No matter when your new build house is slated for completion, it’s never too soon to start planning out your planting.
Be sure to do your homework before you start choosing plants, says Patrick Affourtit, design manager at Blendon Gardens.
Every municipality has building codes, and most include landscaping, so don’t overlook any regulations on topics like shade trees and utility screenings. Once you know the rules, you need a master plan, which you can create yourself or hire a landscape professional to design. A master plan will provide a balance of seasonal color and textures, and also is used as a great budgeting tool, especially if the project is split up in stages, Affourtit says.
A quality irrigation or sprinkler system is also key to new home landscape installation, he says.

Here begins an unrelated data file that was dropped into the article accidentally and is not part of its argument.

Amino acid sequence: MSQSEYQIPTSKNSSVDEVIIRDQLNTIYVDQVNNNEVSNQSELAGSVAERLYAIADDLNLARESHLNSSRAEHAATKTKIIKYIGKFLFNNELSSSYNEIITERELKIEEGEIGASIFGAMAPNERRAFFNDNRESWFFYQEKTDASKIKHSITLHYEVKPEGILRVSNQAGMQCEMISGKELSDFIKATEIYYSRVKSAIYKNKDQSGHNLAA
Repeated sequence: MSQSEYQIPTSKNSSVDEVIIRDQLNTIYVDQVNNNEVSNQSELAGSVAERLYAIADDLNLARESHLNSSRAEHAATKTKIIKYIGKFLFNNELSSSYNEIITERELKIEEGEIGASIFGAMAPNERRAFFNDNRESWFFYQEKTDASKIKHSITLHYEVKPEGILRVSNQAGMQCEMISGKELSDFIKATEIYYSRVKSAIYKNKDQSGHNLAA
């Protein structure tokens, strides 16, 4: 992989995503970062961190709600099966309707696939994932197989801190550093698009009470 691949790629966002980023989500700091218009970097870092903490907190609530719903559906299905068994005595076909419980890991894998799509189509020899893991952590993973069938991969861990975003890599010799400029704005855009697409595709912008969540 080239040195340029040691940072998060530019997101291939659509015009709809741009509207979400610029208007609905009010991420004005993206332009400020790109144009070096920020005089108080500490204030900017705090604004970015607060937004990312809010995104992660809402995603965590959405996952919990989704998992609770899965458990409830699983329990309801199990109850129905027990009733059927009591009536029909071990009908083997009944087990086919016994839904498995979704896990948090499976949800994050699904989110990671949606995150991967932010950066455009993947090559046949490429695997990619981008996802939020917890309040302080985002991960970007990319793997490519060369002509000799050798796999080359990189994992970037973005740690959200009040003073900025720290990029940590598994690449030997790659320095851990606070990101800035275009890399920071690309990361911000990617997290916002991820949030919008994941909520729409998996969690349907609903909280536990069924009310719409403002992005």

The majority of new home sites have soil compaction due to construction equipment, but many hardy plants will thrive under those conditions, Affourtit says.
Shade tree: “October Glory” Red Maple, used for its brilliant red-orange fall color.
Flowering trees: “Prairie Fire” Crabapple, used for its disease resistance, vibrant spring flowers and very small ornamental fruit; “Cleveland Select” Pear, used for its upright shape, stronger wood and spring flowers.
Evergreen Shrubs: Boxwoods, used for their adaptability in pruning, slow growing and glossy green leaves; Junipers, used for their more natural shapes, which are great for texture and color.
Flowering Shrubs: Knockout rose, low-care roses with extremely long bloom times; “Juddi” Viburnum, fragrant spring flowers with great fall color; “Shirobana” Spirea, white and pink summer flowers with low maintenance; “Admiration” Barberry, dwarf shrubs with brilliant red leaves and cream color variegated leaves.
Stephan Reed is a contributing writer. Feedback welcome at email@example.com.